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Stoneman’s arrival has Wheaton Academy soccer in title hunt

Published: Friday, Nov. 2, 2012 5:30 a.m. CDT
(Sandy Bressner - sbressner@shawmedia.com)
Wheaton Academy's Grant Stoneman of St. Charles practices with his soccer team Wednesday at the school. Wheaton Academy will compete in the IHSA Class 2A state semifinals today against Peoria Notre Dame.

WEST CHICAGO – Grant Stoneman was one heck of a talented water boy for the Wheaton Academy boys soccer program last year.

Stoneman, who lives on the west end of St. Charles, attended Burlington Central as a freshman before transferring to Wheaton Academy, where he was eligible to practice but not play in matches last year as a sophomore, per IHSA transfer rules.

Wheaton Academy coach Jeff Brooke recalled Stoneman making himself useful at an in-season tournament.

“I remember him in a locker room with all the water bottles, filling up 12 water bottles from a shower for all of the guys,” Brooke said. “That was near the end of the year where maybe he could have checked out. Instead he took on that role of serving the team.

“For me, having watched him in practice, I knew he was going to be a special player, so I thought that was a cool moment to see him try to do whatever he could to help the program and the team.”

Stoneman intends to continue doing much more than keeping his teammates hydrated today when the Warriors (21-6) face Peoria Notre Dame in an 11 a.m. IHSA Class 2A state semifinal at Lincoln-Way North High School.

Stoneman has scored five goals in the Warriors’ past three postseason matches, including the lone score in Tuesday’s 1-0 supersectional victory against Chicago Lake View. His 28 goals and 18 assists have him in the program’s top-five, all-time list for points in a single season.

The decision to transfer to Wheaton Academy was made primarily for academic and spiritual reasons, said Stoneman, who also had a comfort level with Wheaton Academy’s program through knowing Warriors players Marshall West and Zebediah Lewis from the Campton United club program.

Stoneman will be the lone Warrior today with state semifinal experience. A senior-laden Burlington Central team that included Stoneman, playing up on varsity as a freshman, qualified for the state semis in 2010 before finishing fourth.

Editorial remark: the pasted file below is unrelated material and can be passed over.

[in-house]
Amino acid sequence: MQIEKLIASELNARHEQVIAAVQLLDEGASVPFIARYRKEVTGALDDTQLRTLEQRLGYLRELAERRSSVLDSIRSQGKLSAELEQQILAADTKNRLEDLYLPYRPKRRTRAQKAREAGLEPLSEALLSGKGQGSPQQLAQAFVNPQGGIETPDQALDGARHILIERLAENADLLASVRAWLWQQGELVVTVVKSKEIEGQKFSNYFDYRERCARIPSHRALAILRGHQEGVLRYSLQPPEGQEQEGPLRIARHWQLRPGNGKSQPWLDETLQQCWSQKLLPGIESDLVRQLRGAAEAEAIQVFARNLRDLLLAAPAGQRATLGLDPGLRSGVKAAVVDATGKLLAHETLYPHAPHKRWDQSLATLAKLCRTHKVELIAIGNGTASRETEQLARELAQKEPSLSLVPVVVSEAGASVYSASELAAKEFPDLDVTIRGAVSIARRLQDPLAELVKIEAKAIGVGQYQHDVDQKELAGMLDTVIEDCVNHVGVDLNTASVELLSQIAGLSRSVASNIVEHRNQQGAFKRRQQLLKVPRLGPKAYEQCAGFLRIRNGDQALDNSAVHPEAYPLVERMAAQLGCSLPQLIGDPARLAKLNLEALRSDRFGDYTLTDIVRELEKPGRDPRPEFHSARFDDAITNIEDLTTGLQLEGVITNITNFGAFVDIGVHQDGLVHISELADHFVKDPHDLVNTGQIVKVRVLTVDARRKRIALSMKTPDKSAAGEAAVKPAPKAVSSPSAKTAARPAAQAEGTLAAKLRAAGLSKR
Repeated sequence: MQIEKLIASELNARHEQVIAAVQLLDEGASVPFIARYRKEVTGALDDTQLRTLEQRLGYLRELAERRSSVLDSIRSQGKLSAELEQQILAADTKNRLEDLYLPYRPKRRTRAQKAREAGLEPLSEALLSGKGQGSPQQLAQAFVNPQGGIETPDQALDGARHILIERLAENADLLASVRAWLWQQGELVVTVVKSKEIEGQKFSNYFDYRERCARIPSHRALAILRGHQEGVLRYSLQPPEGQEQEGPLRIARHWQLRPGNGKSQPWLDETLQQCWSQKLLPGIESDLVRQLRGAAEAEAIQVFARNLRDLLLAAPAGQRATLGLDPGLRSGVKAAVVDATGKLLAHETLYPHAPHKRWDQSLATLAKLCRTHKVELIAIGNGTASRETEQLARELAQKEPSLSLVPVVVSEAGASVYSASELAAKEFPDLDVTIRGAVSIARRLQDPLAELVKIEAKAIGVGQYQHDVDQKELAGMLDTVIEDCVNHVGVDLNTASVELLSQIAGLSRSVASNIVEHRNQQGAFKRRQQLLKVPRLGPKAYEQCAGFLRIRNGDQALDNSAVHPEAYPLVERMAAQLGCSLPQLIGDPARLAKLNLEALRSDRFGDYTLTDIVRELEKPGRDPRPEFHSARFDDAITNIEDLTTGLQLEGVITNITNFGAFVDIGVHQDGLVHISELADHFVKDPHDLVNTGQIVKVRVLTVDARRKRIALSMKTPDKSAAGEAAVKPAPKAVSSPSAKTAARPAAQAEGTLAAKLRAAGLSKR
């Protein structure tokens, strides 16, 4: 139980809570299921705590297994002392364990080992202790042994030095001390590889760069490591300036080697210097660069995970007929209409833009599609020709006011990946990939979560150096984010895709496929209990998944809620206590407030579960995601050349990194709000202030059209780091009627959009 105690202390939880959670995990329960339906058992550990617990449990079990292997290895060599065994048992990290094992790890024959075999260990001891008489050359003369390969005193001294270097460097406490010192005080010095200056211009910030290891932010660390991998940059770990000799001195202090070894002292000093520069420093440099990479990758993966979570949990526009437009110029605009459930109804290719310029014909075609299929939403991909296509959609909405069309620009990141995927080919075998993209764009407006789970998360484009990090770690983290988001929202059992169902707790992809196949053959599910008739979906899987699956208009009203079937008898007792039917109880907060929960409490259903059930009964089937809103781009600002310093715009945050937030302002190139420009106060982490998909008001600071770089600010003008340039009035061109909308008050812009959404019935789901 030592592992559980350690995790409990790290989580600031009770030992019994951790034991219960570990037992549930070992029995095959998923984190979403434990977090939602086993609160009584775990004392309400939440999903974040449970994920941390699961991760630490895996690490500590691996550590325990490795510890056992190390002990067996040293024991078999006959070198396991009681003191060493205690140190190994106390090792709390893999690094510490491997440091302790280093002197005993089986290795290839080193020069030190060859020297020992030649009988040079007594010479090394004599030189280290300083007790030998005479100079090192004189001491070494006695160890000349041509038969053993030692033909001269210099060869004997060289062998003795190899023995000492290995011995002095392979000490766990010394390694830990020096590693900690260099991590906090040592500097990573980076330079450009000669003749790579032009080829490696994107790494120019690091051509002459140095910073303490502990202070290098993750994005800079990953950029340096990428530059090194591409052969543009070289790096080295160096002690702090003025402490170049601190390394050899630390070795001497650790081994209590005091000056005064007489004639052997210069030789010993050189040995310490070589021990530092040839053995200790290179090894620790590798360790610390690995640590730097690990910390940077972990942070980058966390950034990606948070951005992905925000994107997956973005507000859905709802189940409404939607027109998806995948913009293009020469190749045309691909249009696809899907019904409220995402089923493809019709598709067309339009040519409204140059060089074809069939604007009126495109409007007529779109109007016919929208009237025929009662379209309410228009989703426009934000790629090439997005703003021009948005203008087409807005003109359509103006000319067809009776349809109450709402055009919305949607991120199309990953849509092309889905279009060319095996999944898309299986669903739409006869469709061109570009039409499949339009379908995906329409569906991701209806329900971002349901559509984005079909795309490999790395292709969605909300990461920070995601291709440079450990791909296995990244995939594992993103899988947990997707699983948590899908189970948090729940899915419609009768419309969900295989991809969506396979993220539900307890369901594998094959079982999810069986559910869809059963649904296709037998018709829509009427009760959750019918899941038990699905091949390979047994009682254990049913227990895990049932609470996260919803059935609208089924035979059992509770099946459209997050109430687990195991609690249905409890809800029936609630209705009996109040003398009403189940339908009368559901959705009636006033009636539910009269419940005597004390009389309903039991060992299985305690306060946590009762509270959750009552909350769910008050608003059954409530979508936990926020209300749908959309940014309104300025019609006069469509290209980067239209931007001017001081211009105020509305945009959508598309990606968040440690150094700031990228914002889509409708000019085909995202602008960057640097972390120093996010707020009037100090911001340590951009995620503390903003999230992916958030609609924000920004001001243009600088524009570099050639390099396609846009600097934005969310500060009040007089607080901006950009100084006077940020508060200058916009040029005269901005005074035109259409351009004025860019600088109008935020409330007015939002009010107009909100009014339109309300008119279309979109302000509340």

“Even though it’s state, we definitely just have to play our game,” Stoneman said. “There’s going to be a lot of fans but I told [my teammates] not to worry about the fans.”

Center-midfielder Stoneman has clicked with his new team, especially senior forward Gareth Flynn, who has 17 goals, 16 assists and set up Stoneman on Tuesday off a corner kick.

“They’ve been fantastic together,” Brooke said of his talented duo. “It’s interesting when you see a couple of players who are good, you just wonder how they’ll work together. Flynn is always looking for Stone, Stone’s always looking for Flynn.”

Stoneman knows all about close relationships with other, gifted players. He has a close one with his older sister Maddie, who is now a freshman at the University of Wisconsin after a standout high school soccer career at Burlington Central.

“We always have a competition of who can score more goals,” Stoneman said. “But she was definitely pretty good.”

The Warriors started the season a pedestrian 6-5, but challenged themselves against bigger schools such as Wheaton Warrenville South, Oak Park-River Forest and Class 3A state semifinalist Warren.

Wheaton Academy picked up steam throughout an unbeaten run to the Suburban Christian Conference title that culminated with a dramatic, double overtime win against Marmion. Stoneman had a goal and an assist in that 2-1 thriller.

As the Warriors seek to play their way into the state championship game for the first time in program history, Brooke will continue to preach embracing a shared identity.

“Through this postseason run, we’ve mentioned that if we play well and get the result, then a plaque will be at the end of the competition, but if we’re just playing for a plaque, it seems kind of small,” Brooke said. “So the guys have really been playing to be the best possible that they can be as a unit each and every time that they step on the field.”

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